Successful Black entrepreneurs were always at risk of upsetting a community’s white population, and even small grievances could spell disaster. Apart from social threats or threats to property, the legal system codified these risks. Since freed Black individuals were not legally allowed to remain in the state, even strenuous petitions to make an exception for a person based on their usefulness to the community could fail. In these instances, individuals were forced to leave the state or face massive fines along with other repercussions. Even if they were allowed to remain, their families were not necessarily given the same privilege; in case of Wilson Morris, his approval to remain in the state was granted, but his wife and children were made to leave.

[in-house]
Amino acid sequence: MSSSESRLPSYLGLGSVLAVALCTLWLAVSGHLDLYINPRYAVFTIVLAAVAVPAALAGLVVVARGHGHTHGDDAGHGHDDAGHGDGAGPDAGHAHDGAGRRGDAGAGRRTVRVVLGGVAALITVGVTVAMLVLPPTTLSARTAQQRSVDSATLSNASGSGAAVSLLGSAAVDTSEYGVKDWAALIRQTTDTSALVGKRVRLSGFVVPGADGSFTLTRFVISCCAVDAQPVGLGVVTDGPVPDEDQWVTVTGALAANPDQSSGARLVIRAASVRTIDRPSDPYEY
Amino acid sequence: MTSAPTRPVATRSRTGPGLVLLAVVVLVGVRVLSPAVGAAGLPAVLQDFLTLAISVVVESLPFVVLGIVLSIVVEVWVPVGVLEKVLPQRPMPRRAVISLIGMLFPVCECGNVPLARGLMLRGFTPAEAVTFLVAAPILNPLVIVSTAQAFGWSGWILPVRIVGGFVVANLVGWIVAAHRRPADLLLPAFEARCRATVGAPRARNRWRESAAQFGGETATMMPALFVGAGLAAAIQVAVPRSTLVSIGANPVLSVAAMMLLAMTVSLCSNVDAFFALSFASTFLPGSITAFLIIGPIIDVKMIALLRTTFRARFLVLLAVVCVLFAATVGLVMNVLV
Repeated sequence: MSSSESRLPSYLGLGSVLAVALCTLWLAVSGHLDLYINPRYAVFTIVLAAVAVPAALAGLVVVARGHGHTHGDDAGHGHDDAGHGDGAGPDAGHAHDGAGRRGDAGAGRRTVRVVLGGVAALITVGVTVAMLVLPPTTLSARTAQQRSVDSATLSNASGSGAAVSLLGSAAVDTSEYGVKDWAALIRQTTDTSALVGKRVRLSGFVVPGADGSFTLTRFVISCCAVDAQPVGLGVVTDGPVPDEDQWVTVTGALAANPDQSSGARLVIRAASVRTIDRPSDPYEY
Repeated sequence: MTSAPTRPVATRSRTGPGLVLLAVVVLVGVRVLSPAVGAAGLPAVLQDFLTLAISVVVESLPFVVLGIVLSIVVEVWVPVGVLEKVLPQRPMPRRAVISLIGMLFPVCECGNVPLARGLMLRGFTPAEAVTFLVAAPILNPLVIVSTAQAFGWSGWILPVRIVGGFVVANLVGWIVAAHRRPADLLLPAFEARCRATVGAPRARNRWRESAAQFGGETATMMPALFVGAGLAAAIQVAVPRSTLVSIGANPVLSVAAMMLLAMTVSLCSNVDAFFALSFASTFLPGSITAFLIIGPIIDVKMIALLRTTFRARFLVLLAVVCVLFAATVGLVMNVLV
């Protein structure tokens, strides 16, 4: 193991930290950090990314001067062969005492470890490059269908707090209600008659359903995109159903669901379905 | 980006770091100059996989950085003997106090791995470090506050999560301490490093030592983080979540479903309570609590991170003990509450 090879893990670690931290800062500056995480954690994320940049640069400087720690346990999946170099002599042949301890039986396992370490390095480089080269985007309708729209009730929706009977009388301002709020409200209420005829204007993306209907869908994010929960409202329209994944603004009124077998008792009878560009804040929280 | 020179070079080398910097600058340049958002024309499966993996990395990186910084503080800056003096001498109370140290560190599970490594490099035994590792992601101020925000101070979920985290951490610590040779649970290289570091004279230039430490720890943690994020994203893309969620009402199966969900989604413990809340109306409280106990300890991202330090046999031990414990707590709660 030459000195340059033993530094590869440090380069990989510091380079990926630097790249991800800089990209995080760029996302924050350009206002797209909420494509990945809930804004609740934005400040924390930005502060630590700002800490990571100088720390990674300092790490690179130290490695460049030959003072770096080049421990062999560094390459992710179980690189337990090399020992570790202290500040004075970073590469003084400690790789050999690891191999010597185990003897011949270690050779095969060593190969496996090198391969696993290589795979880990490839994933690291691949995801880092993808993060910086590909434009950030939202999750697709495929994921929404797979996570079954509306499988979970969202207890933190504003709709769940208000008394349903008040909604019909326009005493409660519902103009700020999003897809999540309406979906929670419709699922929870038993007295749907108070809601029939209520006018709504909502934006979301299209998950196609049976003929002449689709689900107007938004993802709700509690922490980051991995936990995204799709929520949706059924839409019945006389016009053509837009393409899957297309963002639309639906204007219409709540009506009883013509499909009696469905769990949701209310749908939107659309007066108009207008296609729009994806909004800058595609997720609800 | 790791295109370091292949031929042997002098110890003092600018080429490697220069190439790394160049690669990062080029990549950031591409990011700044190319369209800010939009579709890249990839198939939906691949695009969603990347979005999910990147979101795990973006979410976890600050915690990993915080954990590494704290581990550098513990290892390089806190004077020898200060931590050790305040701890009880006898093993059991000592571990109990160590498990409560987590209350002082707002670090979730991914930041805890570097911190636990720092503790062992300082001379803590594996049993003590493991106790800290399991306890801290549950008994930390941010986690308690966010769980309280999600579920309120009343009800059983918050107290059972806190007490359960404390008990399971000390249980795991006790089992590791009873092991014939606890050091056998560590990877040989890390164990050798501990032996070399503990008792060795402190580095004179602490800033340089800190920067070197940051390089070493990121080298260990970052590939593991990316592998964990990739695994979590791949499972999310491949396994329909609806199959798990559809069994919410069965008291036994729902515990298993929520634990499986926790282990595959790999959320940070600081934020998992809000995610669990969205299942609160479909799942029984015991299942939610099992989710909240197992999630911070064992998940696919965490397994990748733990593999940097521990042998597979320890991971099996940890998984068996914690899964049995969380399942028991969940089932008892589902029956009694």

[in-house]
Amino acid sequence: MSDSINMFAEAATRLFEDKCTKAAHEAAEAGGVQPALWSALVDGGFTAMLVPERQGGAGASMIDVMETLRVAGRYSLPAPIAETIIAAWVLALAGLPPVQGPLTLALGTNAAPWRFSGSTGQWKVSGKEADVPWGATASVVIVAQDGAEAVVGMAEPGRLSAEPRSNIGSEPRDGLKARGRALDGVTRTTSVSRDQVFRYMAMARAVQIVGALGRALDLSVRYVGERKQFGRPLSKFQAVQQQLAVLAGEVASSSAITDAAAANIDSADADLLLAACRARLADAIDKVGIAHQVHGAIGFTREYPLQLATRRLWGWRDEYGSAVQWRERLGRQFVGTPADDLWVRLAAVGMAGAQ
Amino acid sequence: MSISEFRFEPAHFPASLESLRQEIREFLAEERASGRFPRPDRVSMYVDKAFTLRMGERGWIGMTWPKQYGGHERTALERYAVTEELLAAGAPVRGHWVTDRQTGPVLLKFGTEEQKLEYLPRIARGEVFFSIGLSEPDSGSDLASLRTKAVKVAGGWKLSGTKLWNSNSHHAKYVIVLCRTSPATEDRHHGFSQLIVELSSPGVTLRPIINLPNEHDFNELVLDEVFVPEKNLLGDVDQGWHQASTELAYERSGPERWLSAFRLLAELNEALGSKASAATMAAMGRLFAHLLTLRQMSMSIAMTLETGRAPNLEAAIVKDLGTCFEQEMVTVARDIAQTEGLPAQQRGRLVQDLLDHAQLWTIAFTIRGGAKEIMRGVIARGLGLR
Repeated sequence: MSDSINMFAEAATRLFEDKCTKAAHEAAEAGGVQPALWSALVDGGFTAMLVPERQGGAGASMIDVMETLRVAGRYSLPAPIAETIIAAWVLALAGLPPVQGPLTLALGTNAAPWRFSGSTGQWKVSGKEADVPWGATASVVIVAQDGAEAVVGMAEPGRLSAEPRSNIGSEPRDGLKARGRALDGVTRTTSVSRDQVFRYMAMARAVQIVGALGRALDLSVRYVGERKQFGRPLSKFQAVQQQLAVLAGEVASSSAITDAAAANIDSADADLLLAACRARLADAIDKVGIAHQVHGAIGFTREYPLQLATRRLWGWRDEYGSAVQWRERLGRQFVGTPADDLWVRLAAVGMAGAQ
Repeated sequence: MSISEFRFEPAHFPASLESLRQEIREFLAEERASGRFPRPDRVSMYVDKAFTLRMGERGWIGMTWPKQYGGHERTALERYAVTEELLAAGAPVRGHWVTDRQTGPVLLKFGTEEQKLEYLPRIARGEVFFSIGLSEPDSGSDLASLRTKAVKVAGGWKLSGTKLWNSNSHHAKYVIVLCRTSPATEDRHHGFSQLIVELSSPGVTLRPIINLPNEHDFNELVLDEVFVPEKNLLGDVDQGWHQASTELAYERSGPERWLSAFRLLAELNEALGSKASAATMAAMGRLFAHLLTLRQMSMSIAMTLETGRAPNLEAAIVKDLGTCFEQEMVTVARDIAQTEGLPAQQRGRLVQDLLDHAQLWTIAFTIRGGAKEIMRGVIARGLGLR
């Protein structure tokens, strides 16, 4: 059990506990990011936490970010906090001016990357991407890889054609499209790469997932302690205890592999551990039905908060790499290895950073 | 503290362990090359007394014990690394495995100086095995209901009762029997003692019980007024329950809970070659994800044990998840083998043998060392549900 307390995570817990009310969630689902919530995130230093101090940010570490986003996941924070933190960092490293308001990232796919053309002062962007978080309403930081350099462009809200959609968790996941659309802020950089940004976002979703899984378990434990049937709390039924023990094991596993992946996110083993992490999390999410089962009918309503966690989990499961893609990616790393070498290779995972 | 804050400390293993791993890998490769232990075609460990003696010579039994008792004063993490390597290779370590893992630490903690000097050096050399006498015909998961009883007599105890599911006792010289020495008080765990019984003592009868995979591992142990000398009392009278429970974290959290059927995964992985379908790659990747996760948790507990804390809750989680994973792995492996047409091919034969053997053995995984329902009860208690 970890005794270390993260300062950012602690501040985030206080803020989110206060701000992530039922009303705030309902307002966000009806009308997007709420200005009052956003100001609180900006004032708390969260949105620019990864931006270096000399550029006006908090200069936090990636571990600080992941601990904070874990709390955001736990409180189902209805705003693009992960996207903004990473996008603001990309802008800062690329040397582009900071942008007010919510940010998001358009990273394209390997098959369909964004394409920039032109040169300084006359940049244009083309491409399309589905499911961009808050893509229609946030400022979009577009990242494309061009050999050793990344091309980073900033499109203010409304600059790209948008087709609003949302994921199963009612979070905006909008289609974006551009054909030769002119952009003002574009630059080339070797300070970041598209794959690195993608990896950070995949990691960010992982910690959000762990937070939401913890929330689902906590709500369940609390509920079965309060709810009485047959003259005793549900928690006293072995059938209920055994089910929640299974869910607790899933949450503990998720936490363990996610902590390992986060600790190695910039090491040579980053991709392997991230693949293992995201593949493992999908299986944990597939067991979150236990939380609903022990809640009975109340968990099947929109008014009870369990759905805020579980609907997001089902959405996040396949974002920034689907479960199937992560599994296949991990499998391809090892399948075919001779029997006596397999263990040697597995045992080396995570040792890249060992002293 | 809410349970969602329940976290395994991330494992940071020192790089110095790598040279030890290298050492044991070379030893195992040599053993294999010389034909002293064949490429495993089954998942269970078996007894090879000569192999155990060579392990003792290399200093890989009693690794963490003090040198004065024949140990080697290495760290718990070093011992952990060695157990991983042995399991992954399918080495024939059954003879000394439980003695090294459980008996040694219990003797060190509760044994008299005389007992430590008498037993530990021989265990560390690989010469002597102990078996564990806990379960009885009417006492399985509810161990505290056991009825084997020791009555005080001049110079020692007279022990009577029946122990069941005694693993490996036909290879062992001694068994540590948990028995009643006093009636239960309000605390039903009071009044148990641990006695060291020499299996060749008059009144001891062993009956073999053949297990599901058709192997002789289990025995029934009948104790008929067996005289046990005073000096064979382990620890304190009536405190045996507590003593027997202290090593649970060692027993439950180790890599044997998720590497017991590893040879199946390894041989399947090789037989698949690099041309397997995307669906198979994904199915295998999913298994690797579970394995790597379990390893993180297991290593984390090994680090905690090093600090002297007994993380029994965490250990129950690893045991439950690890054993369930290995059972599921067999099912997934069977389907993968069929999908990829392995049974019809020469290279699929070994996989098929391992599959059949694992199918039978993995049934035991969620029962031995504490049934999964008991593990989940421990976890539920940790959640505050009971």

The years leading into the Civil War provided some former enslaved people with the opportunity to pursue their own businesses and entrepreneurial endeavors. While the circumstances surrounding these were complicated and there was a volatile legal process by which freedmen and women could even attempt these pursuits, some did find their way to successful livelihoods during this period. Using the skills they had been forced to learn under slavery, some were able to eke out a respectable life for themselves, and in some cases their families.


-Robert Hines, Stacks Technician

Further Reading

Robert Hines

Stacks Technician